Madeline E. LABATE, et al., respondents-appellants, v. LIBERTY MUTUAL INSURANCE COMPANY, appellant-respondent.
In an action, inter alia, to recover damages for breach of an insurance contract, the defendant appeals from so much of an order of the Supreme Court, Nassau County (Davis, J.), dated March 20, 2007, as denied its motion for summary judgment dismissing the complaint and the plaintiffs cross-appeal from so much of the same order as denied their cross motion, in effect, for summary judgment on the complaint.
ORDERED that the order is modified, on the law, by deleting the provision thereof denying the defendant's motion for summary judgment dismissing the complaint and substituting therefor a provision granting the defendant's motion; as so modified, the order is affirmed insofar as appealed and cross-appealed from, with costs to the defendant.
The defendant, Liberty Mutual Insurance Company, issued a Deluxe Homeowners Insurance Policy (hereinafter the policy) insuring the residence of the plaintiffs, Madeline E. Labate and Joseph Labate, for the period of May 9, 2003, to May 9, 2004. During the coverage period, the plaintiffs' house suffered extensive damage when certain walls cracked and the concrete basement floor slab settled and cracked. The plaintiffs made a claim to the defendant pursuant to the policy for the building and structural damages sustained at the premises. However, the defendant disclaimed coverage based upon language in the insurance policy which excluded losses, inter alia, due to “Earth Movement ․ earth sinking, rising or shifting” and due to the “[s]ettling, shrinking, bulging or expansion, including resultant cracking, of pave-ments, patios, foundations, walls, floors, roofs or ceilings.”
In 2003 the plaintiffs commenced the instant action against the defendant, seeking damages for breach of the insurance contract and related attorney's fees. The defendant moved for summary judgment dismissing the complaint based on the policy's exclusionary language, and the plaintiffs cross-moved, in effect, for summary judgment on the complaint. The Supreme Court denied both the defendant's motion and the plaintiffs' cross motion, finding triable issues of fact. We modify.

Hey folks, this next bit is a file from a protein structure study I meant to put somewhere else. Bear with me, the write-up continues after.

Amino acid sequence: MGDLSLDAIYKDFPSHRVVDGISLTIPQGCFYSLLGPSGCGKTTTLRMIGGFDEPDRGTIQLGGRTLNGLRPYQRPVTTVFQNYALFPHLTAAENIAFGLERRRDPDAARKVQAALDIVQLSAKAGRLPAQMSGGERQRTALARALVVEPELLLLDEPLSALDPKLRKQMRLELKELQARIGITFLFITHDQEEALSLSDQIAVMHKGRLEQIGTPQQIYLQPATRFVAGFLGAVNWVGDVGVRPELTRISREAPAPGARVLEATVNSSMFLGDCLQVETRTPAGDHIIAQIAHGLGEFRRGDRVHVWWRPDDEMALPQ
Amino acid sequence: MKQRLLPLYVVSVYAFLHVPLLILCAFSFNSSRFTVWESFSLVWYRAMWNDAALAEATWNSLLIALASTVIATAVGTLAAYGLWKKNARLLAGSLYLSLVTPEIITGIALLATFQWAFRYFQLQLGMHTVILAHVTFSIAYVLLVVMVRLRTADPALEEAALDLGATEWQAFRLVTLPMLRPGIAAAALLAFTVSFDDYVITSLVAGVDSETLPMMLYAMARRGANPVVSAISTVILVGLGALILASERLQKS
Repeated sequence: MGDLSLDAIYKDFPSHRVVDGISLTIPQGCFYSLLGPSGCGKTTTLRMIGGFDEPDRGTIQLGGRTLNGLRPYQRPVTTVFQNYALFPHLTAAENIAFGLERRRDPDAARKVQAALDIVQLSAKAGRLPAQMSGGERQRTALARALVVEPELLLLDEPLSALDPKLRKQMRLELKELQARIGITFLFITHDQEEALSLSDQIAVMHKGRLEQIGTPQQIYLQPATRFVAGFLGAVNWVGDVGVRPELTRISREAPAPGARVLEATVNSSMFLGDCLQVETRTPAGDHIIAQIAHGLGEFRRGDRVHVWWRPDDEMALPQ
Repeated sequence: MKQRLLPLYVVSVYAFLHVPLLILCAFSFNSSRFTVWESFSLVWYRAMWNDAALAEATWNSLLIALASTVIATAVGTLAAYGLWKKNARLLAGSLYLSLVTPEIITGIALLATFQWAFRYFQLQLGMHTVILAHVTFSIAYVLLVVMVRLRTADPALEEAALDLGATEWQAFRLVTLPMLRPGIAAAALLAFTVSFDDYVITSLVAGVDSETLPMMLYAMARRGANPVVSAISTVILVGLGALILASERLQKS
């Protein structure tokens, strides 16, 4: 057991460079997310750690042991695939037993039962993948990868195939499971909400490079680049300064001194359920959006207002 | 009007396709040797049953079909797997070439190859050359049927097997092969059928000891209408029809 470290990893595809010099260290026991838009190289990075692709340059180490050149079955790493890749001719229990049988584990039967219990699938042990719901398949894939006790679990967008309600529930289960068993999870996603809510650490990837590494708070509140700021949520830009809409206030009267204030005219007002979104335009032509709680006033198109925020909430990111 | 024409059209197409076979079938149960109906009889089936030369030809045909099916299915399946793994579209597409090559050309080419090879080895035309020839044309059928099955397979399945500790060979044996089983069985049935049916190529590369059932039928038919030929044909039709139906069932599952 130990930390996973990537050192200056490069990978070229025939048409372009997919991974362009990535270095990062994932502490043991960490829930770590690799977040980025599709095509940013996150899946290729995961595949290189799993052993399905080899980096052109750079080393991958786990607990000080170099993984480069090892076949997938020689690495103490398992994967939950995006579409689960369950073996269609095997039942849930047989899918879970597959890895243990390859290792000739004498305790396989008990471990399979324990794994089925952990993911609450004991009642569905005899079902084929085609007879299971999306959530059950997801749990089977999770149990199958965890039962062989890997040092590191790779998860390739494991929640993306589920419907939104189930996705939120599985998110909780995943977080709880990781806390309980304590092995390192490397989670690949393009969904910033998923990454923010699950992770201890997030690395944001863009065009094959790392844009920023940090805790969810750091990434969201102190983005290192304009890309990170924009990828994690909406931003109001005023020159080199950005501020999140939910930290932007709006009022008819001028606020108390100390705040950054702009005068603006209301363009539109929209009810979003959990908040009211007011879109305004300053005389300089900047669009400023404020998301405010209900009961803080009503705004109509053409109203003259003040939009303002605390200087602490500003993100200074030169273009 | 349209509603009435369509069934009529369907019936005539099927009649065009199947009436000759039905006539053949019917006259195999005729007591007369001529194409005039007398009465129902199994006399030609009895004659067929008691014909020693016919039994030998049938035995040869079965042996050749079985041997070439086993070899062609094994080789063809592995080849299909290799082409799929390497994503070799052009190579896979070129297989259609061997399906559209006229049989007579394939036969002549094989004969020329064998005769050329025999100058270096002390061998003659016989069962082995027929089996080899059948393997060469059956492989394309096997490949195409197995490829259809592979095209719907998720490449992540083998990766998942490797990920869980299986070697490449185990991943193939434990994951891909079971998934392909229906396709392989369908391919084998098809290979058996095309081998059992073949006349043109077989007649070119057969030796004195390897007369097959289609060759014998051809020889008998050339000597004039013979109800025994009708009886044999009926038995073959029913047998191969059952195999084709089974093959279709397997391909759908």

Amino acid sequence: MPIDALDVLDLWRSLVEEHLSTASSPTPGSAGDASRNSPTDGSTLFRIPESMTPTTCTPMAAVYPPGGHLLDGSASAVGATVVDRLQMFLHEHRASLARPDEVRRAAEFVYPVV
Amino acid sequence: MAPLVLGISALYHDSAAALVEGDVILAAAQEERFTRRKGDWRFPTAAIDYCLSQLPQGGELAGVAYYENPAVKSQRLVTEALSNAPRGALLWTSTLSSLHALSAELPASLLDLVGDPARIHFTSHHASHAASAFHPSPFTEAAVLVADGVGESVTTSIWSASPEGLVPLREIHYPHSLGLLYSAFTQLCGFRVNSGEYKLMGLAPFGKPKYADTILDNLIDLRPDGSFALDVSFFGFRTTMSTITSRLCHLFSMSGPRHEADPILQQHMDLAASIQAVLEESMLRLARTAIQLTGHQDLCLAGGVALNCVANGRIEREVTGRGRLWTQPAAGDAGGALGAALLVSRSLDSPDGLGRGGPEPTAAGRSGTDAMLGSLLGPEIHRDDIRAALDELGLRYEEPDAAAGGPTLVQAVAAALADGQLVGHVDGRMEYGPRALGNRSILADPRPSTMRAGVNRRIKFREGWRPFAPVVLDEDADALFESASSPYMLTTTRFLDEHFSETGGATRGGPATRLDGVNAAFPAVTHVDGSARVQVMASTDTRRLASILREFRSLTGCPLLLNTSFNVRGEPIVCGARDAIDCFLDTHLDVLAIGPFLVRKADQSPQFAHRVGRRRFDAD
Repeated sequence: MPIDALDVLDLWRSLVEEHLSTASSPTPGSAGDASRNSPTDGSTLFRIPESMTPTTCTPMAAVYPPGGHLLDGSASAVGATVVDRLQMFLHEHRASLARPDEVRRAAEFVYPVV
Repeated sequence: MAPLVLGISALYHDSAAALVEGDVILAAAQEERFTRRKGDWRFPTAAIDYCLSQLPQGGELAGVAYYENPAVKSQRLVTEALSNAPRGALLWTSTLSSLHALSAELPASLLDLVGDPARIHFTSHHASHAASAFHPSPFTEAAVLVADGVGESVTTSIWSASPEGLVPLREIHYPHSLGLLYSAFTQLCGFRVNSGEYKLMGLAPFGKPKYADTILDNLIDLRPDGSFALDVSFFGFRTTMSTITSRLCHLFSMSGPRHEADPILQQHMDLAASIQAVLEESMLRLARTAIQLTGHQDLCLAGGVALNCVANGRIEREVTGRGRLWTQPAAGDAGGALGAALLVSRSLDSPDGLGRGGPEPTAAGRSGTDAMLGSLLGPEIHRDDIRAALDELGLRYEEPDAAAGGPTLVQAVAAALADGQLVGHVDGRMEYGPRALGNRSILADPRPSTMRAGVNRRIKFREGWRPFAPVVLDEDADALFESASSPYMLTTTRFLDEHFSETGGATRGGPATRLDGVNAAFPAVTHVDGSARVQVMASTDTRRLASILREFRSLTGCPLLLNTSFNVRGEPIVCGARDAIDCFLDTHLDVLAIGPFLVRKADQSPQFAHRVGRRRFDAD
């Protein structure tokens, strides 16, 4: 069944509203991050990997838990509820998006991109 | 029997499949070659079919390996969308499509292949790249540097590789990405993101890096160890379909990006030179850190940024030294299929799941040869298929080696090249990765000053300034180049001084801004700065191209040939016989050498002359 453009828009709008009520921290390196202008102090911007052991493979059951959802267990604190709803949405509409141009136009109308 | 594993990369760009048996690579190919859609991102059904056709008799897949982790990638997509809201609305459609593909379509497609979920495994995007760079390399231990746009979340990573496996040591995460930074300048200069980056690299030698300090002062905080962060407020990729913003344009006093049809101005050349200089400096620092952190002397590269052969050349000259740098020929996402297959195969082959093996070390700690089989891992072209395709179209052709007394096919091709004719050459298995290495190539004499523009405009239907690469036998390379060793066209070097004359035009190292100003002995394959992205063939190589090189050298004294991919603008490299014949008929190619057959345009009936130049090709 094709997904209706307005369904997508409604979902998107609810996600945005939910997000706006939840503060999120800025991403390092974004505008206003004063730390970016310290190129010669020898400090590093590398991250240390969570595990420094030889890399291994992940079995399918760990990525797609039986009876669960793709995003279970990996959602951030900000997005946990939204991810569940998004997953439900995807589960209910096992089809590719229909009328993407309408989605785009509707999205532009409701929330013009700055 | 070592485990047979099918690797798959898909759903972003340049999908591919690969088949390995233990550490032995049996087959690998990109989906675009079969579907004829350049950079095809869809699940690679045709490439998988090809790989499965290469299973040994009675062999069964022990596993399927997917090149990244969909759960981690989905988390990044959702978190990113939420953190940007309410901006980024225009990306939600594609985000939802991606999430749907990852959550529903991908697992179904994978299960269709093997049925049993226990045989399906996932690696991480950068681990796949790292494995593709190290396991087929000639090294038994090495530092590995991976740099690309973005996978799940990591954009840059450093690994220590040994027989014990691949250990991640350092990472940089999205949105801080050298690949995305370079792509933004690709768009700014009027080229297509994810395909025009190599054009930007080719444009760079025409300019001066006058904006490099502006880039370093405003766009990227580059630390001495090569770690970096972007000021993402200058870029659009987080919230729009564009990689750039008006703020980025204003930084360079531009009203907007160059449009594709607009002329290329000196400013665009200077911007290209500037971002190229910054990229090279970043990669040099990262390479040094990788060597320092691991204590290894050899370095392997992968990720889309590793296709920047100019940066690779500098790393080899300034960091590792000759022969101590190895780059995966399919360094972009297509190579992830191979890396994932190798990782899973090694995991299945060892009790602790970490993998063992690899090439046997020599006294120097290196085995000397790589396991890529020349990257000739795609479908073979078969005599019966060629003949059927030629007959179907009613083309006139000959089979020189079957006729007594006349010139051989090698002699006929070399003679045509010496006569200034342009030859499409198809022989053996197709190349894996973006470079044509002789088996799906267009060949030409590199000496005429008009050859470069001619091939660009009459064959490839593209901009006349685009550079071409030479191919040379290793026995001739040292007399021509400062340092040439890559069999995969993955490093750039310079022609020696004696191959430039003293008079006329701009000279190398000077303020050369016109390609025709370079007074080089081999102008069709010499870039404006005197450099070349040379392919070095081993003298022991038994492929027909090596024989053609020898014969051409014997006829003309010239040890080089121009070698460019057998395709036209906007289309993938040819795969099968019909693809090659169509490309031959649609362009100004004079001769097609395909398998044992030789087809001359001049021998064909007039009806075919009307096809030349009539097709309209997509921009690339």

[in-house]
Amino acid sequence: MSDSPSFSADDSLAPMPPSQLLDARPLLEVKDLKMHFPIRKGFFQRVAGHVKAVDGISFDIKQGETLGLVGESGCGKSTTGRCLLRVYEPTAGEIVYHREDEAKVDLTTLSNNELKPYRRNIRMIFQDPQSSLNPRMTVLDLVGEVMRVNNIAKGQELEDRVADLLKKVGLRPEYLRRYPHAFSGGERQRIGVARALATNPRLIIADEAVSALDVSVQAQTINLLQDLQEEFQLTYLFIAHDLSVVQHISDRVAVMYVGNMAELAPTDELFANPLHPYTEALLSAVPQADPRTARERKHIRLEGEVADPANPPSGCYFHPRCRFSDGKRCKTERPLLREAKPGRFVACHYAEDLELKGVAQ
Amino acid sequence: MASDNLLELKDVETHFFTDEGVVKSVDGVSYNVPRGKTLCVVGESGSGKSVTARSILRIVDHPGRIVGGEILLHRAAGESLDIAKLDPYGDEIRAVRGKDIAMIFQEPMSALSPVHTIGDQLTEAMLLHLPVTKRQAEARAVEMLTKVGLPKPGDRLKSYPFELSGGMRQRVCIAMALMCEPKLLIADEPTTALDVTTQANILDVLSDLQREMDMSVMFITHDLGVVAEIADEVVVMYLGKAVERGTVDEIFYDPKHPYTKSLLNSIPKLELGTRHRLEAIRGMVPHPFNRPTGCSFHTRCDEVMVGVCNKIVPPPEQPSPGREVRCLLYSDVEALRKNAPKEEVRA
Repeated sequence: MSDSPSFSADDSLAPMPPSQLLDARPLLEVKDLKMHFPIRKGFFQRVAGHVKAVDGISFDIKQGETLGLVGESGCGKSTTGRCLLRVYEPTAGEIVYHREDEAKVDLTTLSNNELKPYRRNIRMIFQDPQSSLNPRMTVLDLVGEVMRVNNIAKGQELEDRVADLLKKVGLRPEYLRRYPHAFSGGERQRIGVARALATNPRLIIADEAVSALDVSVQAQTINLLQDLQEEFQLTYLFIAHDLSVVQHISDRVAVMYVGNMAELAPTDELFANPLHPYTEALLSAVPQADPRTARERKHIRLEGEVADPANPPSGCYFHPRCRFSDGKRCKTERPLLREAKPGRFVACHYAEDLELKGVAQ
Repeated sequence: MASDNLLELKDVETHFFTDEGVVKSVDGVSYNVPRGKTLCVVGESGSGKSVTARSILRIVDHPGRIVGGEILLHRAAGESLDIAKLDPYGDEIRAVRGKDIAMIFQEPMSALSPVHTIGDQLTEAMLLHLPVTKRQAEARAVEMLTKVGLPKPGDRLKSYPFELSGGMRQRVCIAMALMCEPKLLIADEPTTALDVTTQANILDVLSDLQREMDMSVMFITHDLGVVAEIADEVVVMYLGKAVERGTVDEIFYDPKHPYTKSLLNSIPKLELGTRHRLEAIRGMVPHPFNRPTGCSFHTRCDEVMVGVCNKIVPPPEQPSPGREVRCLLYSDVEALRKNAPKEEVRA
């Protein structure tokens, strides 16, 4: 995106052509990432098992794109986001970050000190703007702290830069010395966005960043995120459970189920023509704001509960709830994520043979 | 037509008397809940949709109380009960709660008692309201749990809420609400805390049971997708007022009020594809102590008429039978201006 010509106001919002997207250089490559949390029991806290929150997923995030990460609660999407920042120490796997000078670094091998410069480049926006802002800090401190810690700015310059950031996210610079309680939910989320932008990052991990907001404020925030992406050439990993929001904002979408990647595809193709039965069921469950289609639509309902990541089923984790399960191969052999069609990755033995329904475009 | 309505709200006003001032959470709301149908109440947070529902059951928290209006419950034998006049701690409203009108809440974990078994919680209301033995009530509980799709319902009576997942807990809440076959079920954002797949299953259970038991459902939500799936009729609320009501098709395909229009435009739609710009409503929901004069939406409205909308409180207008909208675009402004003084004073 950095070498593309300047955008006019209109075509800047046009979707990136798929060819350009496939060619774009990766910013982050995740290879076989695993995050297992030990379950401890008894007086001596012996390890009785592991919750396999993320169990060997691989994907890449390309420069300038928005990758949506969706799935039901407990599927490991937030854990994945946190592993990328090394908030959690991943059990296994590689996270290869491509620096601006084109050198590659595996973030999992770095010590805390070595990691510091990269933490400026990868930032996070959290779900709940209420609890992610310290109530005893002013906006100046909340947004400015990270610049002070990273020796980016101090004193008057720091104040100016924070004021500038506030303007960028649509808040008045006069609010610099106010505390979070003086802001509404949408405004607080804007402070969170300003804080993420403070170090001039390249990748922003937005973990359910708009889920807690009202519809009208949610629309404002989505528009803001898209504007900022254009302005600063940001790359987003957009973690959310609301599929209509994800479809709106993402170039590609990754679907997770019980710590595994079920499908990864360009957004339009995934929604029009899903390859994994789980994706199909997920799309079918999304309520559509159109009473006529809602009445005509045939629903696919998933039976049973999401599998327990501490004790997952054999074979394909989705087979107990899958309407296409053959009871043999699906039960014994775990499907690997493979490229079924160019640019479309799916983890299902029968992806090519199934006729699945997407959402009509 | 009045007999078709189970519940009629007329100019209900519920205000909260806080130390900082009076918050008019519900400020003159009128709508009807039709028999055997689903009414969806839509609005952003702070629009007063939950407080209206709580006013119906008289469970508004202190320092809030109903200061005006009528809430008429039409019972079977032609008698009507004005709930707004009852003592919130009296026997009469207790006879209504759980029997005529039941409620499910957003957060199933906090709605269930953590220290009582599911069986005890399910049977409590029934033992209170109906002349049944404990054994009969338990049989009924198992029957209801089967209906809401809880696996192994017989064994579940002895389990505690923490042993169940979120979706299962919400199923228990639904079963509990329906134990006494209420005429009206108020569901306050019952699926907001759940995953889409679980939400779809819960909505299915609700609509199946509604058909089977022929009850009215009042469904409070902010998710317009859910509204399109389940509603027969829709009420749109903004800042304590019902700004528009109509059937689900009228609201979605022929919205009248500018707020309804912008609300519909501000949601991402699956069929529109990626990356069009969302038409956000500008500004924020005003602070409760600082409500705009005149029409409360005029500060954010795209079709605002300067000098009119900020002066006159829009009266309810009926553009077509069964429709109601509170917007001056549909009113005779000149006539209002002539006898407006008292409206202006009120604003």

“ ‘[C]ourts bear the responsibility of determining the rights or obligations of parties under insurance contracts based on the specific language of the policies' ” (Sanabria v. American Home Assur. Co., 68 N.Y.2d 866, 868, 508 N.Y.S.2d 416, 501 N.E.2d 24, quoting State of New York v. Home Indem. Co., 66 N.Y.2d 669, 671, 495 N.Y.S.2d 969, 486 N.E.2d 827), whose unambiguous provisions must be given “their plain and ordinary meaning” (United States Fid. & Guar. Co. v. Annunziata, 67 N.Y.2d 229, 232, 501 N.Y.S.2d 790, 492 N.E.2d 1206; see Maroney v. New York Cent. Mut. Fire Ins. Co., 5 N.Y.3d 467, 471-472, 805 N.Y.S.2d 533, 839 N.E.2d 886; Catucci v. Greenwich Ins. Co., 37 A.D.3d 513, 514, 830 N.Y.S.2d 281). As such, “any such exclusions or exceptions from coverage must be specific and clear in order to be enforced” (Seaboard Sur. Co. v. Gillette Co., 64 N.Y.2d 304, 311, 486 N.Y.S.2d 873, 476 N.E.2d 272). The plain meaning of the policy's language may not be disregarded in order to find an ambiguity where none exists (see Bassuk Bros. v. Utica First Ins. Co., 1 A.D.3d 470, 471, 768 N.Y.S.2d 479; Garson Mgt. Co. v. Travelers Indem. Co. of Ill., 300 A.D.2d 538, 539, 752 N.Y.S.2d 696; Sampson v. Johnston, 272 A.D.2d 956, 708 N.Y.S.2d 210).
In this case, the Supreme Court erred in denying the defendant's motion for summary judgment dismissing the complaint. The defendant met its initial burden of establishing its entitlement to judgment as a matter of law by demonstrating that the exclusions for “Earth Movement” and “settling” clearly and unambiguously applied to the property loss experienced by the plaintiffs (see Cali v. Merrimack Mut. Fire Ins. Co., 43 A.D.3d 415, 417, 841 N.Y.S.2d 128; Sheehan v. State Farm Fire & Cas. Co., 239 A.D.2d 486, 658 N.Y.S.2d 61; Kula v. State Farm Fire & Cas. Co., 212 A.D.2d 16, 20, 628 N.Y.S.2d 988; Nowacki v. United Servs. Auto. Assn. Prop. & Cas. Ins. Co., 186 A.D.2d 1038, 588 N.Y.S.2d 224). The defendant's expert and the plaintiffs' own engineers, hired to remedy the conditions, all opined that the property damage was caused directly or indirectly by earth movement and settlement. In opposition, the plaintiffs failed to raise a triable issue of fact (see Zuckerman v. New York, 49 N.Y.2d 557, 562, 427 N.Y.S.2d 595, 404 N.E.2d 718).